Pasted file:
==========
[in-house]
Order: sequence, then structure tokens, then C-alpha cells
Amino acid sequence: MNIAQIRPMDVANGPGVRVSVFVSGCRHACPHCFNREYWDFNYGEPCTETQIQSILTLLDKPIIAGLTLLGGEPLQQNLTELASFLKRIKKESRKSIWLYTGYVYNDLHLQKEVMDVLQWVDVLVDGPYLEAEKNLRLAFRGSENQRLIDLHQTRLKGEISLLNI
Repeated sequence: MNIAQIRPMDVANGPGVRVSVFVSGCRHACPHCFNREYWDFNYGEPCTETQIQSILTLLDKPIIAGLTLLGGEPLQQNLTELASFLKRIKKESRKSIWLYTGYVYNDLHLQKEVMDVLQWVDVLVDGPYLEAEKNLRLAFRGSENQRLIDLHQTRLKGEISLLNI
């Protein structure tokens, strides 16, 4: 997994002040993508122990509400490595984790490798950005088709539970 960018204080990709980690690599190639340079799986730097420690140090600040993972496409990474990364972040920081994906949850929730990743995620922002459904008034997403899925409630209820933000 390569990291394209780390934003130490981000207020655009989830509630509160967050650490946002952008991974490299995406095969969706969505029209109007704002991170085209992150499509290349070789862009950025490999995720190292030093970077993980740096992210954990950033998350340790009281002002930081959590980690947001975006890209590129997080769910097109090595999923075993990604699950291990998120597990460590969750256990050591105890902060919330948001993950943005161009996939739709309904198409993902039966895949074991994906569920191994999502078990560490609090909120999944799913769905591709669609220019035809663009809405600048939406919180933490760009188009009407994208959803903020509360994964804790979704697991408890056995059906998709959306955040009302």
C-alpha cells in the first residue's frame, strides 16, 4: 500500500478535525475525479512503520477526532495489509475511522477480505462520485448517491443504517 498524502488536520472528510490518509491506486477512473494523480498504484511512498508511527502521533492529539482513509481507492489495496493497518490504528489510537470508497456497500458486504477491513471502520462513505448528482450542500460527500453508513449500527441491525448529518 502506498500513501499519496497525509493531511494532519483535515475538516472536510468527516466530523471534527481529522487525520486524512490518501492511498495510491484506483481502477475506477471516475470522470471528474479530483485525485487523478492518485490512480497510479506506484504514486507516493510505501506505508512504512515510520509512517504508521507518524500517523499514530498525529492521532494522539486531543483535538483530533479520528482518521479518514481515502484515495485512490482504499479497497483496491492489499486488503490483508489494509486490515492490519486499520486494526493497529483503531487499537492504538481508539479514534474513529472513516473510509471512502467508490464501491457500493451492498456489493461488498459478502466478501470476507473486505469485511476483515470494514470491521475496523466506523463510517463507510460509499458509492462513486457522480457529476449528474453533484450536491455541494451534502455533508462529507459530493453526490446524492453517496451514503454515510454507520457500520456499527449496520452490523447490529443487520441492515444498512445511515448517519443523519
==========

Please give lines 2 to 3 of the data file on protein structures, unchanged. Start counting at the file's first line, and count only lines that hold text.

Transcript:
Order: sequence, then structure tokens, then C-alpha cells
Amino acid sequence: MNIAQIRPMDVANGPGVRVSVFVSGCRHACPHCFNREYWDFNYGEPCTETQIQSILTLLDKPIIAGLTLLGGEPLQQNLTELASFLKRIKKESRKSIWLYTGYVYNDLHLQKEVMDVLQWVDVLVDGPYLEAEKNLRLAFRGSENQRLIDLHQTRLKGEISLLNI